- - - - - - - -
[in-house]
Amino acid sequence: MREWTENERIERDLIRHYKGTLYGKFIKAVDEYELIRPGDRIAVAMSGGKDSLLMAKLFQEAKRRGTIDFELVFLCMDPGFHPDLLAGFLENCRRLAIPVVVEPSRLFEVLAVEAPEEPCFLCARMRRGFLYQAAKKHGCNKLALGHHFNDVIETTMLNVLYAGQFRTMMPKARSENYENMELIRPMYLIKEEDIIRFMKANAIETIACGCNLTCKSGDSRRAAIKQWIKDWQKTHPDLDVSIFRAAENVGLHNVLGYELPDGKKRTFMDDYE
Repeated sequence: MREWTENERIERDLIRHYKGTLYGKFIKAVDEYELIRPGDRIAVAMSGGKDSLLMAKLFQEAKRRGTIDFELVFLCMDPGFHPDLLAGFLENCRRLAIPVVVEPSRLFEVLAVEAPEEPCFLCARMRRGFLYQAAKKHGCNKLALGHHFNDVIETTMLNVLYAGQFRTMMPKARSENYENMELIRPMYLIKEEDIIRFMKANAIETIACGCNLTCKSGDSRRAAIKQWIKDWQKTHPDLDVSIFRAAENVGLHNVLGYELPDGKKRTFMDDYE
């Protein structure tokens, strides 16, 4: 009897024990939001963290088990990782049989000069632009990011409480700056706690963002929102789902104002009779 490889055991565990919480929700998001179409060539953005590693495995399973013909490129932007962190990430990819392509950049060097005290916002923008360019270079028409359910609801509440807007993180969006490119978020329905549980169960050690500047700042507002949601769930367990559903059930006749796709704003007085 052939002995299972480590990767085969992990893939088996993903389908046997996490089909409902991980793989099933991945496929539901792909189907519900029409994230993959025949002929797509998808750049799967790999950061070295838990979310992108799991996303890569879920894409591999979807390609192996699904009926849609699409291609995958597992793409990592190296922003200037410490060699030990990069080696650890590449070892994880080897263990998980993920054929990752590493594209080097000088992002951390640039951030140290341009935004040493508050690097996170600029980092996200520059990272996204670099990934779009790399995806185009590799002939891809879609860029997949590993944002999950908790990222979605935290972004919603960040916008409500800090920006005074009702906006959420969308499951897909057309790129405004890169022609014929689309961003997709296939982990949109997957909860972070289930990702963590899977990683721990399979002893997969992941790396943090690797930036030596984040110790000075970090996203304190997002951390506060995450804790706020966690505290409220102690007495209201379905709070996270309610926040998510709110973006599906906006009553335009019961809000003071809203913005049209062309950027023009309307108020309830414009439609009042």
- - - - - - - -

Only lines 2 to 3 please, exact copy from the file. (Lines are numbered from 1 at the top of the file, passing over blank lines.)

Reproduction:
Amino acid sequence: MREWTENERIERDLIRHYKGTLYGKFIKAVDEYELIRPGDRIAVAMSGGKDSLLMAKLFQEAKRRGTIDFELVFLCMDPGFHPDLLAGFLENCRRLAIPVVVEPSRLFEVLAVEAPEEPCFLCARMRRGFLYQAAKKHGCNKLALGHHFNDVIETTMLNVLYAGQFRTMMPKARSENYENMELIRPMYLIKEEDIIRFMKANAIETIACGCNLTCKSGDSRRAAIKQWIKDWQKTHPDLDVSIFRAAENVGLHNVLGYELPDGKKRTFMDDYE
Repeated sequence: MREWTENERIERDLIRHYKGTLYGKFIKAVDEYELIRPGDRIAVAMSGGKDSLLMAKLFQEAKRRGTIDFELVFLCMDPGFHPDLLAGFLENCRRLAIPVVVEPSRLFEVLAVEAPEEPCFLCARMRRGFLYQAAKKHGCNKLALGHHFNDVIETTMLNVLYAGQFRTMMPKARSENYENMELIRPMYLIKEEDIIRFMKANAIETIACGCNLTCKSGDSRRAAIKQWIKDWQKTHPDLDVSIFRAAENVGLHNVLGYELPDGKKRTFMDDYE